Spring migration: The spring movement of birds that have wintered on the South Atlantic coast is imperfectly known, there being available no interior records that indicate the route by which they reach the breeding grounds. The species has been detected at Long Beach, New York, as early as April 25, and at Mastic, New York, on May 12, while late spring departures from South Carolina have been noted at Charleston on May 8, and from Mastic, New York, on June 2.
Early dates of arrival in the West are: Arizona, Fort Verde, April 11, and San Pedro River, April 17; Colorado, Denver, May 2, and Loveland, May 9; Nevada, Smoky Creek, May 6; Idaho, Meridian, May 6; British Columbia, Sumas, April 20, and Chilliwack, April 26; and Alaska, Kuiu Island, April 28, Craig, May 2, Patterson’s Bay, May 7, Admiralty Island, May 8, Fort Kenai, May 12, Hooper Bay, May 14, and Prince of Wales Island, May 15.
Late dates of spring departure at western points are: Texas, Somerest, May 5, San Angelo, May 6, Seadrift, May 8, and Tom Green and Concho Counties, May 12; Kansas, Lawrence, May 26; South Dakota, Vermilion, May 24, and Forestburg, May 26; lower California, San Quentin Bay,, May 10; California, Fresno, May 12, Santa Barbara, May 16, Los Angeles, May 19, Alameda, May 21, and Owens Lake, June 1; Oregon, Mercer, May 14; Washington, llwaco, May 18, Neah Bay, May 24, Clallam Bay, May 25, and Quillayute Needles, May 30.
Fall migration: Early dates of arrival in the fall are: British Columbia, Courtenay, July 7, Nootka Sound, July 23, and Okanagan Landing, July 28; Washington, Cape Flattery, July 2, Destruction Island, July 3, and Granville, July 4; Oregon, Cow Creek Lake, July 4; California, Santa Barbara, July 3, Fresno, July 5, and Tulare Lake, July 7; Lower California, San Quentin, August 24; Mexico, San Mateo, August 7; Idaho, Meridian, July 23, and Big Lost River, July 25; Wyoming, Fort Bridger, July 13; Oklahoma, Old Greer County, July 19; Arizona, Tucson, August 16, and San Bernardino Ranch, August 24; Texas, Mobeetie, July 27, Beaumont, August 5, Rockport, August 12, Hereford, August 18, and Padre Island, August 21; Massachusetts, Monomoy Island, July 19, and Nahant, August 4; New York, Mastic, July 4, and Freeport, July 16; South Carolina, Charleston, July 8; and Florida, James Island, July 20.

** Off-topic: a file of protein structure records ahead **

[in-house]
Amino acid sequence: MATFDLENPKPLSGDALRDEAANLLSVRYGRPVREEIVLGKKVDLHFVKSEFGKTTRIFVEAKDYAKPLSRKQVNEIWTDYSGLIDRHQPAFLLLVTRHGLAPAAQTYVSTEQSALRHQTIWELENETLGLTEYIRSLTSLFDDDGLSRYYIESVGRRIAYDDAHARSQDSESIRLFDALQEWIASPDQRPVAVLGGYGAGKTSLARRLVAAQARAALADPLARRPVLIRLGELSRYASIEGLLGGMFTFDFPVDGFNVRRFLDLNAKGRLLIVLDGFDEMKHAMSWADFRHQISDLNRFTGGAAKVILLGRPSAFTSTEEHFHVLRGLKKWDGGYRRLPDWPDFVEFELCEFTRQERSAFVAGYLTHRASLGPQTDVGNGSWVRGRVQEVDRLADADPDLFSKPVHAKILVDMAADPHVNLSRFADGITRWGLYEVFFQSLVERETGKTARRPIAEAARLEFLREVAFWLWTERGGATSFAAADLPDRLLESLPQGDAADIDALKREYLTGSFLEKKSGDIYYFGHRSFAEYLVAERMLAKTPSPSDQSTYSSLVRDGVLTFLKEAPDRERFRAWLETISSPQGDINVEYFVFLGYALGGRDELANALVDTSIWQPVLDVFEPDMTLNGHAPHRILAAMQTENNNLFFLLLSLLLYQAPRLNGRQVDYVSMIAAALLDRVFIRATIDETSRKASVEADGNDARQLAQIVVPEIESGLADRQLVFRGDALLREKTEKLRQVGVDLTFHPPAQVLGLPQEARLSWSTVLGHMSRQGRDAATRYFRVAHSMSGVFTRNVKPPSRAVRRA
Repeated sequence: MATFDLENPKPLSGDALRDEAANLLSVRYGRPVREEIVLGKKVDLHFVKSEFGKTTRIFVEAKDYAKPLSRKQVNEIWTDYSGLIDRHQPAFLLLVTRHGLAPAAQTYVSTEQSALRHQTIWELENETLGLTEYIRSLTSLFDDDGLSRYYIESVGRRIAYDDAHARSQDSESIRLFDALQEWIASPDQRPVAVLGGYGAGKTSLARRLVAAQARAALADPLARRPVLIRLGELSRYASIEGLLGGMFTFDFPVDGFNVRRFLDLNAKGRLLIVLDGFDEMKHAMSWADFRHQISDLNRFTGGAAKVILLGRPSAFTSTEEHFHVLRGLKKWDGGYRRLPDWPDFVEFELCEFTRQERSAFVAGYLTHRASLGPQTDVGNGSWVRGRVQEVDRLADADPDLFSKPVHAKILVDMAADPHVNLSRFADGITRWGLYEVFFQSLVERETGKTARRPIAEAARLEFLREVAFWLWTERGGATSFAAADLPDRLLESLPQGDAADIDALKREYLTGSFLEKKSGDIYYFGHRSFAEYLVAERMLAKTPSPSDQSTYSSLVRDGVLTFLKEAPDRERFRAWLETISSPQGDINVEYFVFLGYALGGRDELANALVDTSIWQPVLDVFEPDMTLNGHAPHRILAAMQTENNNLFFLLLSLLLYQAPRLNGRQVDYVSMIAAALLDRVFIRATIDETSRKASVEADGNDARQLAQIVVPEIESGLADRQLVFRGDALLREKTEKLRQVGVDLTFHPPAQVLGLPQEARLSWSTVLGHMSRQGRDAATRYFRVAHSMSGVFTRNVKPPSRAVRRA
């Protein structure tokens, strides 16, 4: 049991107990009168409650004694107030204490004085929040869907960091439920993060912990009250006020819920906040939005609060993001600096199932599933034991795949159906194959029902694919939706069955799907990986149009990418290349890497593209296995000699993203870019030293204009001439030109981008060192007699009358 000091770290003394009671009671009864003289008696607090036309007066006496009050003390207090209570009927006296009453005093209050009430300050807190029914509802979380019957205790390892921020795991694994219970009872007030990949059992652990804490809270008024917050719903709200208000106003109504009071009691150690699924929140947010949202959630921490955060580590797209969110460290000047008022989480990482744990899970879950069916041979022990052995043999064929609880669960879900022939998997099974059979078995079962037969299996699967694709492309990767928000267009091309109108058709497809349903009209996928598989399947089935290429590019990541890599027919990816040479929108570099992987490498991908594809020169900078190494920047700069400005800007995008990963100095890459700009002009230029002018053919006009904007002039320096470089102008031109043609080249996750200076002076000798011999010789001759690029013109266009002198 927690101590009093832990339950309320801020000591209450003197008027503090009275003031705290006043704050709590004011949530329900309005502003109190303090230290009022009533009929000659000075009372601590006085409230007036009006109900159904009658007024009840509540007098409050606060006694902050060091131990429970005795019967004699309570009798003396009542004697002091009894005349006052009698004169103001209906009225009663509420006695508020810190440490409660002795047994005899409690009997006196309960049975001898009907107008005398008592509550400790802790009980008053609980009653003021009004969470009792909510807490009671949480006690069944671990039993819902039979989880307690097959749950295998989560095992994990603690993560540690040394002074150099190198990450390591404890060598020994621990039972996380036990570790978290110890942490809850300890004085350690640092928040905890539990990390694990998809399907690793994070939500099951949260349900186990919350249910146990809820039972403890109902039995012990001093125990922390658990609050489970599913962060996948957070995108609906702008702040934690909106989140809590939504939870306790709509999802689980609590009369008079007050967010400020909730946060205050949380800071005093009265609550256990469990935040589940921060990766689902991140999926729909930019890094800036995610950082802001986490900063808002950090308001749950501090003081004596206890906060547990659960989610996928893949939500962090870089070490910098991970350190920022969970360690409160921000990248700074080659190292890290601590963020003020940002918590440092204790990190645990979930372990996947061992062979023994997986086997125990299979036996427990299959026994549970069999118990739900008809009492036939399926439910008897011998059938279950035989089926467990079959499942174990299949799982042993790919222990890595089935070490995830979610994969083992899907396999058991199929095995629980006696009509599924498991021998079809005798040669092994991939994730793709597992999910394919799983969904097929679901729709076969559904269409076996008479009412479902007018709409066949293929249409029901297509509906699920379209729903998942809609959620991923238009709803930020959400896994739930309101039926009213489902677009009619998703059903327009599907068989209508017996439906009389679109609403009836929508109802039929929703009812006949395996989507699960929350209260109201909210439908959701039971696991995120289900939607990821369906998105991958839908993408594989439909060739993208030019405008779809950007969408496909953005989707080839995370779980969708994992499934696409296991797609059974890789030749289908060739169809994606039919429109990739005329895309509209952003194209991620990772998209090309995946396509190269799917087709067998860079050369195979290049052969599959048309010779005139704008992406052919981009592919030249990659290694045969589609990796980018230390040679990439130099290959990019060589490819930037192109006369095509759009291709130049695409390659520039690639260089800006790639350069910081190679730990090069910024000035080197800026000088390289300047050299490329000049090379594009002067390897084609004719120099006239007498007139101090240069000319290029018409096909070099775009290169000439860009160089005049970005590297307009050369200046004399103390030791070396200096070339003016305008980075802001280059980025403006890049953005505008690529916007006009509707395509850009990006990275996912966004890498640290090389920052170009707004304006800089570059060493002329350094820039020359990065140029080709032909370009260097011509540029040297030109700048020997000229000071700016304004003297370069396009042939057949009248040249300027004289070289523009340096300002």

Late dates of fall departure are: Alaska, Craig, September 24, and St. Lazaria Island, September 29; British Columbia, Chilliwack, September 11, and Comox, September 26; Montana, Great Falls, September 4; New Mexico, Albuquerque, October 5; Massachusetts, North Truro, September 2, and Harvard, September 8; New York, Chateaugay, September 13, Amityville, September 17, and Long Beach, October 12; New Jersey, Cape May County, September 14; District of Columbia, Anacostia River, September 25; and Virginia, Four-mile Run, September 11.
Casual records: Casual occurrences of the western sandpiper must, of course, be based upon specimen evidence, as this species is easily confused with the semipalmated sandpiper. For this reason several records are considered doubtful, while in other regions it may be more numerous than is now known. One was taken August 21. 1907, at Beaver, Pennsylvania, while two were collected at Burlington, Iowa, on October 15, 1895, and one at Columbus, Ohio, on September 12, 1925.
Egg dates: Alaska: 159 records, May 23 to July 7: 80 records, May 29 to June 15.